Business & Economics

We all suffer when harmful industries define progress

What you perceive as progress depends on your perspective. To the logger, progress is cleared land, but to the conservationist it is trees standing tall. The logger is not wrong to want a job that suits their skills and enables them to provide for their family. And the conservationist is not wrong to want to conserve the environment for future generations.

This tug-of-war between self-interest and the public interest is ever present, and maintaining balance is key to everyone not falling over. We know this because we’ve tried the extremes of both.

Communism’s popularity surged during the 19th and 20th centuries as people rallied against the injustices and inequalities of capitalist systems. Communists rode waves of public discontent with elites who benefited while many were left behind, impoverished and forgotten. They promised to serve the public interest by redistributing wealth and giving power back to the people.

Needless to say, communism did not live up to its promise. Wealth was transferred from an elite capitalist few to a revolutionary communist few who simply formed a new elite. The masses continued to suffer, and for many that suffering became even greater.

Many have learned the hard way that communism fails as a political and economic system: politically, because the concentration of power and lack of political pluralism and competition limits accountability and transparency, giving rise to authoritarianism; economically, because state control of production and distribution and the absence of free-market competition stifles entrepreneurship, innovation and productivity.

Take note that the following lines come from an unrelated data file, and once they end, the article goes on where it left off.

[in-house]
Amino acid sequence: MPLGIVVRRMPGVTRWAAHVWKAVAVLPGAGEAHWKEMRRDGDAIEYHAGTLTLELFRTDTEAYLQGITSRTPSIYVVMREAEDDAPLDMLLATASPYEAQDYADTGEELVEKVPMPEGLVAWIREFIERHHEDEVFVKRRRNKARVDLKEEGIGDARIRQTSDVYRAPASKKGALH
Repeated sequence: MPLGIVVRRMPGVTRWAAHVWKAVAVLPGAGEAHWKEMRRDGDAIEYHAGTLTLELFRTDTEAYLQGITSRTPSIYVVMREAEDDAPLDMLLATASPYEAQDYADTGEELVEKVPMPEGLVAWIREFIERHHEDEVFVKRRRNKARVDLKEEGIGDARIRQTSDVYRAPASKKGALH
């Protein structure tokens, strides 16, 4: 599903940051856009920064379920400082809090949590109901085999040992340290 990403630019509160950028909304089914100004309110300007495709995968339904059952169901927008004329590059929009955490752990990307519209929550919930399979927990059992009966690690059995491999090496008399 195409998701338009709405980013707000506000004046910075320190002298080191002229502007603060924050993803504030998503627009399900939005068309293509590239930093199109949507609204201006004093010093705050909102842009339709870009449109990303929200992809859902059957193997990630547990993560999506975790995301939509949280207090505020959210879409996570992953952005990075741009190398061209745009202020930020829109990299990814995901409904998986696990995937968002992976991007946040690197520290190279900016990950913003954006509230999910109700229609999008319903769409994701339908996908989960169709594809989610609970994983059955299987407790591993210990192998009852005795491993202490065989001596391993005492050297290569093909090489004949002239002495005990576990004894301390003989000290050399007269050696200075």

To work well, political and economic systems must be built on an understanding of human behaviour, must incentivise the better angels of our nature, and must put guardrails in place to prevent its worst excesses — think things like progressive taxation, the separation of powers, a free media and markets, and strong democratic institutions. These are the things that have enabled liberal democracies to thrive with capitalist economies.

It is often said that capitalism has lifted billions out of poverty and underpinned improvements in quality of life and technology in ways unmatched by any other economic system in our history. And this is true, but only in the sense that we have for some time now experienced a form of capitalism in which strong labour movements and governments that understand the importance of building a large and resilient middle class have limited the excessive exploitation of workers.

The industrial revolution saw huge advances in technology, but we’d still have children working in coal mines 12 hours a day if capitalists at the time had their way and governments didn’t change the system to support working people to live better lives.

That was capitalism before it had guardrails.

To work well, political and economic systems must be built on an understanding of human behaviour, must incentivise the better angels of our nature, and must put guardrails in place to prevent its worst excesses